Pythium Blight | TruGreen

Pythium Blight

Pythium aphanidermatum

Pythium Blight is a common lawn disease that attacks highly maintained turf grass. Also called Pythium Root Rot, the lawn fungus responsible for this infection can affect a variety of types of grass throughout the United States, but it is much more common in the South. Pythium Blight damage occurs during summer months in the northern states and from early fall through late spring in the southern states.


Foliar & Root

Foliar & Root

Pythium Blight appears suddenly during hot, humid weather and is common in the wettest areas and in the surface drainage pattern. This lawn disease is harshest on immature grasss and seedlings and is not commonly found in home lawns. Signs of Pythium Blight include rapidly growing, brown, greasy circular spots measuring 3/4 of an inch to 2 inches. Early in the morning, these spots are dark and saturated with water. The cotton-like masses of mycelium (lawn fungus) Pythium Blight produces can combine to form larger patches whereas infected areas of your lawn may appear bronze to orange in color, collapse and die.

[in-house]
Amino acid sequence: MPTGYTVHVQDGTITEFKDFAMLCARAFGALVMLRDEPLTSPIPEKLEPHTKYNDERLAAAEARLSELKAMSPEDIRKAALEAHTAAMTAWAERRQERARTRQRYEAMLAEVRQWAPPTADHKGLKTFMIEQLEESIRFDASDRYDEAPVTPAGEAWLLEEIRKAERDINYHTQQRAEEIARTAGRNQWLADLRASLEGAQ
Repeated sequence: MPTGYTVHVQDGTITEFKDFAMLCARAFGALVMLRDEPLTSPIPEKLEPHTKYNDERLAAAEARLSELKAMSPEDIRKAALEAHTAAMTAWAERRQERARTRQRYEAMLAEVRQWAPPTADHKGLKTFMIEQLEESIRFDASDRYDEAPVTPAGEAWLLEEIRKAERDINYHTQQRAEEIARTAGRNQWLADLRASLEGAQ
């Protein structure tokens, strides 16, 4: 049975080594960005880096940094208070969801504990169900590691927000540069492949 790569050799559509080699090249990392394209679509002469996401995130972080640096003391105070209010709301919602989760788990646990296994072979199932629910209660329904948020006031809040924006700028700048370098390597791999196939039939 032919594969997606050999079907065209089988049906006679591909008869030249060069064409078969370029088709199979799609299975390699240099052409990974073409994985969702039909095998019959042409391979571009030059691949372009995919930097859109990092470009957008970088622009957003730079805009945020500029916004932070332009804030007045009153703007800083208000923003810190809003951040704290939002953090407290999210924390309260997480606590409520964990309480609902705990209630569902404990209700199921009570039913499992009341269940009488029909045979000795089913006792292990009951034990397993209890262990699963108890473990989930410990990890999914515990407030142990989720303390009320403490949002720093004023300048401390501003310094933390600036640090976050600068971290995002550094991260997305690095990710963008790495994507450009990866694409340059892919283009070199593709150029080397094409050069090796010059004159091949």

Life Cycle

A Pythium Blight infection can occur only if all of the following conditions are present: 1. Pathogen: Pythium aphanidermatum lawn fungus 2. Host: Annual Bluegrass, Bentgrass, Bermudagrass, Perennial Ryegrass or Tall Fescue 3. Environment: Hot, humid climates with temperatures in excess of 90°F in the daytime and 68° at nighttime; high-nitrogen soils

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Because you can't change your environment, the best way to control Pythium Blight is to create conditions that will foster a healthy lawn. Not only will this make your yard unfavorable for Pythium Blight growth, but it will also lower your risk of extensive damage should the lawn disease develop—plus you'll have the type of lawn you'll want to live on. For Pythium Blight control and lawn fungus treatment, TruGreen® recommends the following cultural control tips: • Avoid mowing wet, infected grass where mycelium is present to avoid spreading spores with the mower blades • Reduce thatch and improve drainage with core aeration • Increase air circulation and reduce the amount of shade, which will limit the amount of time of foliar wetness • Water deeply one to three times a week rather than lightly every day • Avoid watering at night


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